On the one hand, France insists on the distinction between non-aggressive transit, the term preferred by the Marine Nationale, and American freedom of navigation operations that involve sailing within the 12 nautical miles around some of China’s artificial features in the Spratly Islands to deny that they are entitled to territorial seas.
On the other hand, China refrains from publicly criticising the French operations, while it could have decided otherwise.
This is particularly true today, when the pressure exerted on China by the Trump administration on several fronts, especially trade and investment, engenders an accommodating mood in Beijing with regards to Europe.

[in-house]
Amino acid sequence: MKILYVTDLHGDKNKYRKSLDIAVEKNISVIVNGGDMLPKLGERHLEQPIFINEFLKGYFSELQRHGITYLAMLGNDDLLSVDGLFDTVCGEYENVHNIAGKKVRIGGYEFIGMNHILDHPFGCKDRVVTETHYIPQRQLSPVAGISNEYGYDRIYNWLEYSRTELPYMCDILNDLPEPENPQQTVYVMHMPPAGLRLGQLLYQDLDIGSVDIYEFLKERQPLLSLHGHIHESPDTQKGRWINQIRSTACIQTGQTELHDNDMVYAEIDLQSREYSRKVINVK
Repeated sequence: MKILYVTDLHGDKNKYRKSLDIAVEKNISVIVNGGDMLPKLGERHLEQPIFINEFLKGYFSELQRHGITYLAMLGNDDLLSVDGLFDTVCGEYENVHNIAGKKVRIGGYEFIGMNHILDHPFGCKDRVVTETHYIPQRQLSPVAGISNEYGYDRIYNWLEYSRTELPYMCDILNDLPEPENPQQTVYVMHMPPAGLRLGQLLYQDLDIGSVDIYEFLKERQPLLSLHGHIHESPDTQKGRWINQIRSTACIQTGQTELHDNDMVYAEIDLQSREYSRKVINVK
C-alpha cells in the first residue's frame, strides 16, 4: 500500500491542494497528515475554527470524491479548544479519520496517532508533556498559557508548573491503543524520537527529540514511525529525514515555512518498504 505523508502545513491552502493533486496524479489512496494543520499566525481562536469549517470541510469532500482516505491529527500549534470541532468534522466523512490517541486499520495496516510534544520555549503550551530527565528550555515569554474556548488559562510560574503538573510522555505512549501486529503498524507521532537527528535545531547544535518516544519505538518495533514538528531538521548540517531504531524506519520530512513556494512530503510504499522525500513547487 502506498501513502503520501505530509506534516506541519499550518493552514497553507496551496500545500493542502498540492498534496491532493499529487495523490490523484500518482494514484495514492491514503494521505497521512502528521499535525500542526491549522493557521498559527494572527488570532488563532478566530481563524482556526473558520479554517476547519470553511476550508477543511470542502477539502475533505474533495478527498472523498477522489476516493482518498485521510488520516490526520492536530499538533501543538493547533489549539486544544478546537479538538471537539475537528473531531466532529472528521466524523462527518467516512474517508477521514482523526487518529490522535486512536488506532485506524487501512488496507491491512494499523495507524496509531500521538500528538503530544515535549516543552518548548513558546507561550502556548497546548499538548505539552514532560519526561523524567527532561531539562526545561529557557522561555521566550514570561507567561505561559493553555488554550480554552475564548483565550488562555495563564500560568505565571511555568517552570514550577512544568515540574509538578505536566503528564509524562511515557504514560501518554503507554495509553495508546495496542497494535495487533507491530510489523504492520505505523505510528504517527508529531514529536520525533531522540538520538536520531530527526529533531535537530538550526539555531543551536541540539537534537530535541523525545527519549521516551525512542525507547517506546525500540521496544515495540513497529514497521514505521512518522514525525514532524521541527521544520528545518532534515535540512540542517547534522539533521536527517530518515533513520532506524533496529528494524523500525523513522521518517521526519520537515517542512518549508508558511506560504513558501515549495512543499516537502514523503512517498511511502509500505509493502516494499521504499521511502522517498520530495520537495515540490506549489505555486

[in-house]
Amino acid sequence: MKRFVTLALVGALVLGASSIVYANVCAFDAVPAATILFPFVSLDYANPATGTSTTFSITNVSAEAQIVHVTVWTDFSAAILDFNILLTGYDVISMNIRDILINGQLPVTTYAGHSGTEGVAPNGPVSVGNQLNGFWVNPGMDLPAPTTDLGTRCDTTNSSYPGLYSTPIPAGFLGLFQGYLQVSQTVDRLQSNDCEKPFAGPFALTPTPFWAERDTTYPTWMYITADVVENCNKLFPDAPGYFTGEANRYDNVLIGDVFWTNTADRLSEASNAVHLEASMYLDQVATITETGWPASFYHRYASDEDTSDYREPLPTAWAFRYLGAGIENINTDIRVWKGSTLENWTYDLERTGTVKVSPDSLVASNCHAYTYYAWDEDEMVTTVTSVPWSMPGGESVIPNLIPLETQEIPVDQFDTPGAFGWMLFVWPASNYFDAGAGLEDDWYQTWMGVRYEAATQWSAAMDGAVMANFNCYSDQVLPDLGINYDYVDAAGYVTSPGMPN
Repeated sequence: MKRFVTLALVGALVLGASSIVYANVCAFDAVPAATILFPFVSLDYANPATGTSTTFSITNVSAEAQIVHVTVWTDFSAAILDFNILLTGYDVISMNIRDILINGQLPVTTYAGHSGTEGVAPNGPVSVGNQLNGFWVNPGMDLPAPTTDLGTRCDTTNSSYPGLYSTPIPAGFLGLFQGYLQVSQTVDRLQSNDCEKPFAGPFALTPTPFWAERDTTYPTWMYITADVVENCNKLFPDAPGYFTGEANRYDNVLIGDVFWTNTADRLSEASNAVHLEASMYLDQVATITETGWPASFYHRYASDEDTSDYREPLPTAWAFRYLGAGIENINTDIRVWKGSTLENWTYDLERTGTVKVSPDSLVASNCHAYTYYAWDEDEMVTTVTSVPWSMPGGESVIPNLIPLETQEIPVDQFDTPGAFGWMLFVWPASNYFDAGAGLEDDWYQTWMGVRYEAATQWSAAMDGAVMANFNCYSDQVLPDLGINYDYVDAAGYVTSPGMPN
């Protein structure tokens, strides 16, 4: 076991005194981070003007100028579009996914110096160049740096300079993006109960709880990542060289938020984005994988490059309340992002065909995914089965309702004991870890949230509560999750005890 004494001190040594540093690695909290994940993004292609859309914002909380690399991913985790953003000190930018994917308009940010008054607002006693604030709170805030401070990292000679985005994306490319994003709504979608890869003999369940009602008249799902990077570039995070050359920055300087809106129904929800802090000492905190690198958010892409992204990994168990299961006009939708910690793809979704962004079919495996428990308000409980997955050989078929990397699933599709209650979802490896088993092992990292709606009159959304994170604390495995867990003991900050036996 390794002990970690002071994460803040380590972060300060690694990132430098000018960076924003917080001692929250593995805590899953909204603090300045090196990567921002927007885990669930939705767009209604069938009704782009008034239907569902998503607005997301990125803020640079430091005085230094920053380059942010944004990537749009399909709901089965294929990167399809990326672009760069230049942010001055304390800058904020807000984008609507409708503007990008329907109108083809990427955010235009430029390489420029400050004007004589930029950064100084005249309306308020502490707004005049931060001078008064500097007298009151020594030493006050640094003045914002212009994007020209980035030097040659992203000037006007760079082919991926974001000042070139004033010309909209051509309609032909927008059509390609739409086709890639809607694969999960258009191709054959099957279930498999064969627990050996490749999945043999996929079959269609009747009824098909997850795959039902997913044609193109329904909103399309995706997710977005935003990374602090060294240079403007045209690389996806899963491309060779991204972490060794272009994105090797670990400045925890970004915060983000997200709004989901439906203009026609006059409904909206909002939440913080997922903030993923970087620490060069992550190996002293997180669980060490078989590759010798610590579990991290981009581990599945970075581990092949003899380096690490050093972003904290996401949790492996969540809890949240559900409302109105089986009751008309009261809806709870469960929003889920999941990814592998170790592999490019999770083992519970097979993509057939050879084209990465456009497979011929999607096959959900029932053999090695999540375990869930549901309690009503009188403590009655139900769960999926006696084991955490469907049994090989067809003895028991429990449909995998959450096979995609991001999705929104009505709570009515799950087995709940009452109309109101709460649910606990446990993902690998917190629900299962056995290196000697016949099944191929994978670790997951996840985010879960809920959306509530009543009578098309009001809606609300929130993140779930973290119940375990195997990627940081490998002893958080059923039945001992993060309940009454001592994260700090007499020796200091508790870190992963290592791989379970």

In practice, France’s support for the “open and free Indo-Pacific” does not prevent China from prioritising a search for common ground on trade, investment and issues of global governance.
Looking ahead, it should not come as a surprise if the French navy stepped up its presence in the South China Sea. So far, the serious and prolonged French commitment to a rules-based maritime order seems to be understood even in Beijing.
While there is little evidence that such deployments may radically change China’s calculus regarding the South China Sea, this is not the point. The important thing is that this exercise in signalling is to be taken together with other actions in support of a maritime security order based on shared rules and norms.
Dr Mathieu Duchâtel is senior policy fellow and deputy director of the Asia and China programme at the European Council of Foreign Relations